The Founding Family
John Brown Sr. or John Brown of Arkansas
A seventeen-year-old young man stooped over a rock with a sledge hammer, the pounding reverberating in his ears. From the time he was eleven years old, family circumstances had forced him to work, leaving his education behind.
One rainy spring evening, the youth stopped to eat at a Rogers, Ark. cafe with a group of his buddies known as the "Lime Kiln Gang." The persistent thumping of a drumbeat aroused the curiosity of the gang, who came out to jest at the lone, wet musician. But the young man was mesmerized by the sound and followed the drummer to a Salvation Army service.
It was there that John E. Brown Sr. committed his life to Christ. Soon, Brown was not only attending the services, but also preaching at them. The Salvation Army group moved on, but Brown continued to spread the gospel. He became nationally known as "Brother Brown" and fully devoted his time to evangelism as an eloquent and convincing preacher.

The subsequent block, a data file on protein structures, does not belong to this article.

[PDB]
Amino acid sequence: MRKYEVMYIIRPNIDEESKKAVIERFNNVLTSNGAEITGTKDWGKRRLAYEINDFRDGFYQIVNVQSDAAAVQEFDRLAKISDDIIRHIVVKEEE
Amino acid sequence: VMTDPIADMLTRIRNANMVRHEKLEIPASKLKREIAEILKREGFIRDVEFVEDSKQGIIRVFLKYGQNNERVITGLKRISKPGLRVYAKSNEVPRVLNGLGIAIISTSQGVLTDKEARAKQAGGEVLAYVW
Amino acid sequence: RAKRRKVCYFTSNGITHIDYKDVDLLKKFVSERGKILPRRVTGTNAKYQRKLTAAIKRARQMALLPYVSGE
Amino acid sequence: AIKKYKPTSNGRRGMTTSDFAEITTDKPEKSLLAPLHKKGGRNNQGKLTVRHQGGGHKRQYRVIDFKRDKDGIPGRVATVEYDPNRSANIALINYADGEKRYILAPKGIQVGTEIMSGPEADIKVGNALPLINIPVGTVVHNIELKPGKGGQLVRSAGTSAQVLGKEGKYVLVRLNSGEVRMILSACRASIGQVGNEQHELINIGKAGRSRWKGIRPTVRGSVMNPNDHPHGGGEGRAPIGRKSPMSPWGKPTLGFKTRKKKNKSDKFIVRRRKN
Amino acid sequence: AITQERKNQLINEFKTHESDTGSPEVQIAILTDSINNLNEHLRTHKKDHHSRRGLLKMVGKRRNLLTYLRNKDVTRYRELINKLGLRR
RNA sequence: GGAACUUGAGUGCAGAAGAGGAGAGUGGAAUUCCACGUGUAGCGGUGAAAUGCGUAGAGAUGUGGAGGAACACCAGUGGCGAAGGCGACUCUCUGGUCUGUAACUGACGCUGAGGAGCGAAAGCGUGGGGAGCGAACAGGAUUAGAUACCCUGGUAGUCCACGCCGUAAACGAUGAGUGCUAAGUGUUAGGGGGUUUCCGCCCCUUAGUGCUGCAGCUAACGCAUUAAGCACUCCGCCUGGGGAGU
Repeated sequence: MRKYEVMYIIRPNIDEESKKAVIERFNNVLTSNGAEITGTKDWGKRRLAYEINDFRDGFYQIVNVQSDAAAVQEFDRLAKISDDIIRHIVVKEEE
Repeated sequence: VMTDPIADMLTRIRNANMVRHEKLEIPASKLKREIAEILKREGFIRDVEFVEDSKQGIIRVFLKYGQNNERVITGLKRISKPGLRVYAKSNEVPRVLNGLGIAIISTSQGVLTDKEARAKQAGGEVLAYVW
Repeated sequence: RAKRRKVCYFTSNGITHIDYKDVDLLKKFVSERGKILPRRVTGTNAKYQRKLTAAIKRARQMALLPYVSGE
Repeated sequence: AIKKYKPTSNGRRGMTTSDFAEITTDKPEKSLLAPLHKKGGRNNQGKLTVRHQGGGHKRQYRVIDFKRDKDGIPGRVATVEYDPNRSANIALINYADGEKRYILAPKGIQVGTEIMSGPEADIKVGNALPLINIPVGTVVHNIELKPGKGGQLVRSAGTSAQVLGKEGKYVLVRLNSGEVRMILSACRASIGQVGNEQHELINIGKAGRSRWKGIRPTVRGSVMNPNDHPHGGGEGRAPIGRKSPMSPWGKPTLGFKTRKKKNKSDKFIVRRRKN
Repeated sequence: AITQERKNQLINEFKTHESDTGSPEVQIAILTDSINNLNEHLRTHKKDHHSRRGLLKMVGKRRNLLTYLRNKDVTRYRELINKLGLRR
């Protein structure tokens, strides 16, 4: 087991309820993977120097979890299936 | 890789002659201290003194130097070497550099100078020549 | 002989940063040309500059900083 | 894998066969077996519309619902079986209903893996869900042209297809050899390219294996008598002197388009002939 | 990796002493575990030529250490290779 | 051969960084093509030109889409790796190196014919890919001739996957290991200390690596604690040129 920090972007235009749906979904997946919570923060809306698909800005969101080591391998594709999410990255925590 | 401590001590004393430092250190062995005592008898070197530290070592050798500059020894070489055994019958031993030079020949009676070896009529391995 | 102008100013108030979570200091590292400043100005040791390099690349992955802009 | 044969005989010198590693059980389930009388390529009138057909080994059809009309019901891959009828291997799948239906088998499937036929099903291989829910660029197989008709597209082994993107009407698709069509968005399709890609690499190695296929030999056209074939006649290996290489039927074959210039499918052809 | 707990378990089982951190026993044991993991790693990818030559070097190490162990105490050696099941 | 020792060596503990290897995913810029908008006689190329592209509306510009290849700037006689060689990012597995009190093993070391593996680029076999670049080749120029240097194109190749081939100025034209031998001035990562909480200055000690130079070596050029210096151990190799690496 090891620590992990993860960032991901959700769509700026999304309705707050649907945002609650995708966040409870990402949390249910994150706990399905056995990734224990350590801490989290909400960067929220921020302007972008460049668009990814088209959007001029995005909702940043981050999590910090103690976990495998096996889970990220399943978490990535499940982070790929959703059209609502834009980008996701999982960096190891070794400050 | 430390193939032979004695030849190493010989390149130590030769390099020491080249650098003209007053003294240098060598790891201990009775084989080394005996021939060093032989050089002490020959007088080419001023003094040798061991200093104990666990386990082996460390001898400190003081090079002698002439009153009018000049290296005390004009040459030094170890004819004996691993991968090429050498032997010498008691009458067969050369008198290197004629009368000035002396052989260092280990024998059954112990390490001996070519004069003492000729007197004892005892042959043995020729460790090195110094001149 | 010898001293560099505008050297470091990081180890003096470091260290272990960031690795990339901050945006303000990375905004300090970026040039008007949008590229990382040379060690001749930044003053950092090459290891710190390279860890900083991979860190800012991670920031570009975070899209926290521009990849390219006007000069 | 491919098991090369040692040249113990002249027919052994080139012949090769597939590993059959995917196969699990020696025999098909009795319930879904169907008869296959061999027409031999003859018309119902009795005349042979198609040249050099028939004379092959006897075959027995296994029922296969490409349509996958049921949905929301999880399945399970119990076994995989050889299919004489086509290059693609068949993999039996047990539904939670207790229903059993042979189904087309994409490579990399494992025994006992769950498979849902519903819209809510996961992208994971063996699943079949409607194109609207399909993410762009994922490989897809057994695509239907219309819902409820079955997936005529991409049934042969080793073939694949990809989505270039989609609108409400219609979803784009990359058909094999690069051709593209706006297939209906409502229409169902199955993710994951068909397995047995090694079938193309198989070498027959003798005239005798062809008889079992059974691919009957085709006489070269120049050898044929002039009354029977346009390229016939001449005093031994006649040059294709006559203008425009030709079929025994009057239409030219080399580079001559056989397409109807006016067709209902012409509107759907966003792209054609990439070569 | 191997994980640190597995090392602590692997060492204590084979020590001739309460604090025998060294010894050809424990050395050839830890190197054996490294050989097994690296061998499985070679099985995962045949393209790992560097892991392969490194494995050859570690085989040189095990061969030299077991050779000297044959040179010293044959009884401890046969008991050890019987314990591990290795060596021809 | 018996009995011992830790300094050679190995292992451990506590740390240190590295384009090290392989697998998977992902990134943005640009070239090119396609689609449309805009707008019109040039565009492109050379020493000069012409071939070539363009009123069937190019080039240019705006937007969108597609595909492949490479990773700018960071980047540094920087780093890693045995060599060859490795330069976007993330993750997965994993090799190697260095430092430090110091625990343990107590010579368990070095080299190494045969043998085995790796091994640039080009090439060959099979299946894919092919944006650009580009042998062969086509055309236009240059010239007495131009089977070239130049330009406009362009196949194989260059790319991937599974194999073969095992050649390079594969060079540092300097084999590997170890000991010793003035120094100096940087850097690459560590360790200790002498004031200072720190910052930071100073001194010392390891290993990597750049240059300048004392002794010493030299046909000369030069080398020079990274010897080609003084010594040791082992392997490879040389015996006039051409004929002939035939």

Amidst all of his successes, Brown never forgot his earlier years, and he desired to provide youth educational opportunities that he had been denied. He began to build on his dream of a school where financially disadvantaged young people could attend tuition free.
"I call them rich boys and girls, for while they haven't the money to educate themselves, they have what young people of ample means sometimes lack the will and ambition to work and strive and look forward and climb," Brown once said.
With that in mind, the evangelist, his wife Juanita and their family settled in Siloam Springs, Ark. in 1919 where Brown established the Southwestern Collegiate Institute on their property. A year later the name was changed to John E. Brown College and then later to John Brown University.
Years have passed since the day that those first 70 students and 10 professors walked through the doors of the college, laying a firm foundation for future students. Yet the founder's words still serve to inspire.
"The future has for each of us greater privilege, greater opportunity, greater responsibility and greater challenge," Brown said.
What Brown could not have known that rainy day in 1876 when he followed the beat of a drum is irrefutable now. He was destined to lay a foundation of education and faith for the brighter futures of thousands.